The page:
Summers uses his observation of structural change to rebut the essential argument of the Occupy movement that capitalism is the problem and that of the Tea Party that government is the problem. He differentiates between those sectors in which prices have increased and those in which prices have decreased and advocates for a continued course of capitalism for most of the economy and observes that the sectors with increasing prices are among those least controlled by market forces.

As for a solution to the adjustment costs embodied by relatively high unemployment and people going bankrupt when they get sick, Summers does not offer one. He seems to think that adjusting (i.e., the movement of labor into sectors where there is more use for it), will take time, and he acknowledges both the need to control government spending and the need for social welfare programs to address unemployment and the costs of healthcare, housing, energy, and education.

I think that even Larry Summers, who has a reputation for being blunt despite the political consequences, is a bit constrained by political correctness in his conclusions. There is a bit more to say.

First, the growth of and increase in prices in the market for healthcare services has been a remarkable trend in recent years. Much of this change has been attributable to increasing quality and availability of healthcare.  Much more can be done to improve people’s health than could 20 years ago, and innovation in medical technologies is expensive. The price for additional and more effective services is worth paying, and spending more of their incomes, directly or indirectly, on healthcare is something to which people must become accustomed.

Since an illness can now cost significantly more than a house burning down, our society clearly needs adequate and efficient mechanisms for insuring against health risk. Unfortunately, the Patient Protection and Affordable Care Act did not provide the answer. While the individual mandate, liberty-reducing or not, is a good idea, the employer health insurance mandate is economically devastating, as compared to a world without a law requiring that employers provide their full-time employees with comprehensive health insurance.

Either a single-payer, socialist system or a market system in which most individuals, subject a minimum standard of an individual mandate, negotiated their own insurance contracts, would be more efficient. Employer mandates, which have long been in effect in many states (1) discourage full-time employment, the type of employment that enables people to support families comfortably, (2) increase the effective minimum wage that employers have to pay, preventing all sorts of jobs that would be better than nothing for the unskilled from being created, (3) systematically compel people to over-insure relative to their own risk tolerances and to fund totally wasteful insurance market activity, and (4) prevent viable markets for the insurance products that would be efficient for many people to choose from developing at all.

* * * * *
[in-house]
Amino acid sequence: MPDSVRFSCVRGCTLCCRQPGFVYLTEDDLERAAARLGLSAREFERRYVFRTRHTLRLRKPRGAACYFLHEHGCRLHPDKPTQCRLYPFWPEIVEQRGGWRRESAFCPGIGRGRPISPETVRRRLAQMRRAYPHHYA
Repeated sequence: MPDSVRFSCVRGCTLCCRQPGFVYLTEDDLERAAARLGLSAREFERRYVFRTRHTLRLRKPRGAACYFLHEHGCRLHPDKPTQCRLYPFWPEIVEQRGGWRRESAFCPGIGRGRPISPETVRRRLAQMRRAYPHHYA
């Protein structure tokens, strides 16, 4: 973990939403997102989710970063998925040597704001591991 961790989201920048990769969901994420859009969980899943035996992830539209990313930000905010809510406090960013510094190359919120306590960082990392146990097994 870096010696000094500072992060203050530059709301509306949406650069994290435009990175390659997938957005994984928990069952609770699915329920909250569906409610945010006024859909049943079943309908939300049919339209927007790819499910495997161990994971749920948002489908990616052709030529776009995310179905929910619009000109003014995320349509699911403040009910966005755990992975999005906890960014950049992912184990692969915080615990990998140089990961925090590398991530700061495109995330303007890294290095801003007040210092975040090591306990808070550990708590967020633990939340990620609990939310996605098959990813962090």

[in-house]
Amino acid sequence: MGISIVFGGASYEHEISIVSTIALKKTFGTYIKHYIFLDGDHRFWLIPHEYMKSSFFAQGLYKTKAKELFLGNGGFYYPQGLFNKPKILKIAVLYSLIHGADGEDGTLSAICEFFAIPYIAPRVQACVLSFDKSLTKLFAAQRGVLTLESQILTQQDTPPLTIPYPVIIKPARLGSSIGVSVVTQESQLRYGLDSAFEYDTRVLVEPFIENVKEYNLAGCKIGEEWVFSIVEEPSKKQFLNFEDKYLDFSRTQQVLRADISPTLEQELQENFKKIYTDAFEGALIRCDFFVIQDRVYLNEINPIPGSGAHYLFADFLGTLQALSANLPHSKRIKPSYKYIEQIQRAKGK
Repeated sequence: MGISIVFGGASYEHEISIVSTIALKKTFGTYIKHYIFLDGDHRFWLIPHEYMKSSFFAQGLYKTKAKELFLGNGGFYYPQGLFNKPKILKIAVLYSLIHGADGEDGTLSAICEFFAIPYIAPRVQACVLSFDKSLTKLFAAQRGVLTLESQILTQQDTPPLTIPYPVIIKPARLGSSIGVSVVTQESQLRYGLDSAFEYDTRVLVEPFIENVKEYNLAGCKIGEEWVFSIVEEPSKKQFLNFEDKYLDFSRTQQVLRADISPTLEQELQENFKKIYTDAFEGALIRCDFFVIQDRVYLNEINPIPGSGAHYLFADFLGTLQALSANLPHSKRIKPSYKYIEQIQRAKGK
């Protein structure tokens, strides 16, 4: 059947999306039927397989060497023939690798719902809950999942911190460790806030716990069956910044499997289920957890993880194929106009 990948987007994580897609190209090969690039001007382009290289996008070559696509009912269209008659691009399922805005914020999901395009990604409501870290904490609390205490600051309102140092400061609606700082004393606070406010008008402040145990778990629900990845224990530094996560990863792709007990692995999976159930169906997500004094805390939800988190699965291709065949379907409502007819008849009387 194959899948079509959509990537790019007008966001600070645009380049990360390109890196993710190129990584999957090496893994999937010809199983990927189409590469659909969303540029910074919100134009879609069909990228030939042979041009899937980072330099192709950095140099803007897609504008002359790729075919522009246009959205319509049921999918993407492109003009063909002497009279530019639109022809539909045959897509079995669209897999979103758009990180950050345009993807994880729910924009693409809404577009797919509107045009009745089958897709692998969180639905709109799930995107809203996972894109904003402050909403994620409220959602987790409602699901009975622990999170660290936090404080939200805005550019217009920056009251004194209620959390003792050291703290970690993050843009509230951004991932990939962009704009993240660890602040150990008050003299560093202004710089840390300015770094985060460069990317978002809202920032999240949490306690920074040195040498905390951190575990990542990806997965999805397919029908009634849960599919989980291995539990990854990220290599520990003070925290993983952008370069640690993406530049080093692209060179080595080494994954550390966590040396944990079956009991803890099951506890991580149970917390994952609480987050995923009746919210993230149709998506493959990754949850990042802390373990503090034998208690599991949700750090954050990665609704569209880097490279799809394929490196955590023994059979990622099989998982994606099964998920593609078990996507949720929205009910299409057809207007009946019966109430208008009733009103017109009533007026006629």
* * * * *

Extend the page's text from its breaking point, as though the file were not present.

Another problem with healthcare markets is regulatory capture and market power. Health insurance companies and, in many ways, healthcare providers are legally or effectively immunized from the antitrust laws. This country pays much super-normal profit to government-enforced physician cartels, and even some nonprofit hospitals generate such cash flow that they literally do not know what to do with all of the money. The minimum viable scale of hospitals is such that many communities can only support one, and nonprofit monopolists are generally inefficient.

The cost of education is also an interesting problem. Technological progress would be expected to spur increases in the quantity and quality of educational services consumed as it does healthcare services.

Photocourtesy of Ildar Sagdejev via Wikimedia Commons. Strayer University is a network of buildings into which people throw money hoping to improve their prospects of employment.There is also, unfortunately, an education bubble. The truth is that in a world without many production or service jobs that merely require warm bodies, there will be ever less demand for unskilled labor, and there will always be people who do not acquire skills readily. The recent huge increase in consumption of higher education, largely by people who will never earn degrees, represents, in part, a search for something to do by people who are not academically inclined but want jobs that pay as well as their parents’. The necessary shift in the content of education – away from general education and toward technical skills – in the lower tiers of academia may be near. The popular press has identified a higher education bubble, and hopefully, people will get the message and stop studying “economics” at Strayer University.